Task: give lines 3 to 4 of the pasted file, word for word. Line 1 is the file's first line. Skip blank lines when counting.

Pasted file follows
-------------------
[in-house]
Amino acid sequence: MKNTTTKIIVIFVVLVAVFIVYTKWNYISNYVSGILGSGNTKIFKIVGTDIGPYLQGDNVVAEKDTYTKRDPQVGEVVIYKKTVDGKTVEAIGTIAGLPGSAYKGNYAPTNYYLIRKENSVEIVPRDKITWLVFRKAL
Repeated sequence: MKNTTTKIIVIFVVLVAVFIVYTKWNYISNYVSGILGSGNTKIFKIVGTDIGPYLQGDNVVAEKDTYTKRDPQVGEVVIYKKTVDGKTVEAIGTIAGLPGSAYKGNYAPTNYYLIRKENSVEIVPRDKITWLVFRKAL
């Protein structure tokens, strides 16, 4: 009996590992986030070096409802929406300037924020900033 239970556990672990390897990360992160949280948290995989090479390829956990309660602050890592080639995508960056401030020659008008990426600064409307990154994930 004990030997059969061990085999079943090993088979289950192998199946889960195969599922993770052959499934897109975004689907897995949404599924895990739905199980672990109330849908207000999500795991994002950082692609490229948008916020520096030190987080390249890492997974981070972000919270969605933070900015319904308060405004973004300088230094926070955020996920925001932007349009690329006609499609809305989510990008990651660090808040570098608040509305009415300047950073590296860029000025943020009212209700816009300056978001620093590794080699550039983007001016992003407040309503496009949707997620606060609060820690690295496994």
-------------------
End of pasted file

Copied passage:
Repeated sequence: MKNTTTKIIVIFVVLVAVFIVYTKWNYISNYVSGILGSGNTKIFKIVGTDIGPYLQGDNVVAEKDTYTKRDPQVGEVVIYKKTVDGKTVEAIGTIAGLPGSAYKGNYAPTNYYLIRKENSVEIVPRDKITWLVFRKAL
């Protein structure tokens, strides 16, 4: 009996590992986030070096409802929406300037924020900033 239970556990672990390897990360992160949280948290995989090479390829956990309660602050890592080639995508960056401030020659008008990426600064409307990154994930 004990030997059969061990085999079943090993088979289950192998199946889960195969599922993770052959499934897109975004689907897995949404599924895990739905199980672990109330849908207000999500795991994002950082692609490229948008916020520096030190987080390249890492997974981070972000919270969605933070900015319904308060405004973004300088230094926070955020996920925001932007349009690329006609499609809305989510990008990651660090808040570098608040509305009415300047950073590296860029000025943020009212209700816009300056978001620093590794080699550039983007001016992003407040309503496009949707997620606060609060820690690295496994």